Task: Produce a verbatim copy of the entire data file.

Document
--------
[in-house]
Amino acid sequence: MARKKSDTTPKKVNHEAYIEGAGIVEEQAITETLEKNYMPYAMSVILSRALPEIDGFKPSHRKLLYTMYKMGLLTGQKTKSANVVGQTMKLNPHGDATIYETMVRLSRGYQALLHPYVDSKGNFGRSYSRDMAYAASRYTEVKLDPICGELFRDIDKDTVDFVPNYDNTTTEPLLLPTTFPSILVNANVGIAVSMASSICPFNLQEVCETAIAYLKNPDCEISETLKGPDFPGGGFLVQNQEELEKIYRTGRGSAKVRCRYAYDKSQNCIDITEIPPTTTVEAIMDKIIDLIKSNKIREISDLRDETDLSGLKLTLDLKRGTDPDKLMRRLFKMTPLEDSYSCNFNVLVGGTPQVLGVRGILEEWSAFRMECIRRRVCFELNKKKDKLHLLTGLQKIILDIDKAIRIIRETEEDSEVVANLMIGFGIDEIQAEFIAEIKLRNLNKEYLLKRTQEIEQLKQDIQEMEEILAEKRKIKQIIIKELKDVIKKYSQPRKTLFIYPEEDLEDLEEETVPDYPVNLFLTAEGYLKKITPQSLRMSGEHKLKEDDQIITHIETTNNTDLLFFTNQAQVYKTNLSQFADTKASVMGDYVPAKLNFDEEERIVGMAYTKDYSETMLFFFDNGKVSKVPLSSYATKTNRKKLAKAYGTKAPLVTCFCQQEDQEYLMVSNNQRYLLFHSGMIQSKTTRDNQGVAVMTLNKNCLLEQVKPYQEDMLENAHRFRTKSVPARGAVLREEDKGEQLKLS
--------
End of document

[in-house]
Amino acid sequence: MARKKSDTTPKKVNHEAYIEGAGIVEEQAITETLEKNYMPYAMSVILSRALPEIDGFKPSHRKLLYTMYKMGLLTGQKTKSANVVGQTMKLNPHGDATIYETMVRLSRGYQALLHPYVDSKGNFGRSYSRDMAYAASRYTEVKLDPICGELFRDIDKDTVDFVPNYDNTTTEPLLLPTTFPSILVNANVGIAVSMASSICPFNLQEVCETAIAYLKNPDCEISETLKGPDFPGGGFLVQNQEELEKIYRTGRGSAKVRCRYAYDKSQNCIDITEIPPTTTVEAIMDKIIDLIKSNKIREISDLRDETDLSGLKLTLDLKRGTDPDKLMRRLFKMTPLEDSYSCNFNVLVGGTPQVLGVRGILEEWSAFRMECIRRRVCFELNKKKDKLHLLTGLQKIILDIDKAIRIIRETEEDSEVVANLMIGFGIDEIQAEFIAEIKLRNLNKEYLLKRTQEIEQLKQDIQEMEEILAEKRKIKQIIIKELKDVIKKYSQPRKTLFIYPEEDLEDLEEETVPDYPVNLFLTAEGYLKKITPQSLRMSGEHKLKEDDQIITHIETTNNTDLLFFTNQAQVYKTNLSQFADTKASVMGDYVPAKLNFDEEERIVGMAYTKDYSETMLFFFDNGKVSKVPLSSYATKTNRKKLAKAYGTKAPLVTCFCQQEDQEYLMVSNNQRYLLFHSGMIQSKTTRDNQGVAVMTLNKNCLLEQVKPYQEDMLENAHRFRTKSVPARGAVLREEDKGEQLKLS